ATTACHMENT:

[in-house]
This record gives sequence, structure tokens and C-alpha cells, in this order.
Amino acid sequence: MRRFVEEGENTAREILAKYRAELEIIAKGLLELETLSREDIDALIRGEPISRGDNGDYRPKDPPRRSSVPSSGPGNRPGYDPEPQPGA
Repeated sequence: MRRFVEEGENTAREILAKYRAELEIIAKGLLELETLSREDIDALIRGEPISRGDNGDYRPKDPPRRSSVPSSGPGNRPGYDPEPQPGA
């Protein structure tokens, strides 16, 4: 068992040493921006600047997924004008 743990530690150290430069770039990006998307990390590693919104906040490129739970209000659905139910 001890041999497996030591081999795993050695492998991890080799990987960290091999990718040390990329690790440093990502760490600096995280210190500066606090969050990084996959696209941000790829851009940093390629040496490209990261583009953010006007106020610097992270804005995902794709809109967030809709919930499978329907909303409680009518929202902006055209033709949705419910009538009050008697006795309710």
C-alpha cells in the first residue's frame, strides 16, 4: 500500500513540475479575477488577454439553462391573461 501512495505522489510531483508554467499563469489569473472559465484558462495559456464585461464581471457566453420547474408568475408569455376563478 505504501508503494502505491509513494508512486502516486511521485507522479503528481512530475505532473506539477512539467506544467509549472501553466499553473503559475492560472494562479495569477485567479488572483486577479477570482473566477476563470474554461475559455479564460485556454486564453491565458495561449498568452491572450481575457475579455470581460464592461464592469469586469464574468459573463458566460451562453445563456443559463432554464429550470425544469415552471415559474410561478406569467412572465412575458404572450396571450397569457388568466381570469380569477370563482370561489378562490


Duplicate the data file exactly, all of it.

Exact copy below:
[in-house]
This record gives sequence, structure tokens and C-alpha cells, in this order.
Amino acid sequence: MRRFVEEGENTAREILAKYRAELEIIAKGLLELETLSREDIDALIRGEPISRGDNGDYRPKDPPRRSSVPSSGPGNRPGYDPEPQPGA
Repeated sequence: MRRFVEEGENTAREILAKYRAELEIIAKGLLELETLSREDIDALIRGEPISRGDNGDYRPKDPPRRSSVPSSGPGNRPGYDPEPQPGA
């Protein structure tokens, strides 16, 4: 068992040493921006600047997924004008 743990530690150290430069770039990006998307990390590693919104906040490129739970209000659905139910 001890041999497996030591081999795993050695492998991890080799990987960290091999990718040390990329690790440093990502760490600096995280210190500066606090969050990084996959696209941000790829851009940093390629040496490209990261583009953010006007106020610097992270804005995902794709809109967030809709919930499978329907909303409680009518929202902006055209033709949705419910009538009050008697006795309710």
C-alpha cells in the first residue's frame, strides 16, 4: 500500500513540475479575477488577454439553462391573461 501512495505522489510531483508554467499563469489569473472559465484558462495559456464585461464581471457566453420547474408568475408569455376563478 505504501508503494502505491509513494508512486502516486511521485507522479503528481512530475505532473506539477512539467506544467509549472501553466499553473503559475492560472494562479495569477485567479488572483486577479477570482473566477476563470474554461475559455479564460485556454486564453491565458495561449498568452491572450481575457475579455470581460464592461464592469469586469464574468459573463458566460451562453445563456443559463432554464429550470425544469415552471415559474410561478406569467412572465412575458404572450396571450397569457388568466381570469380569477370563482370561489378562490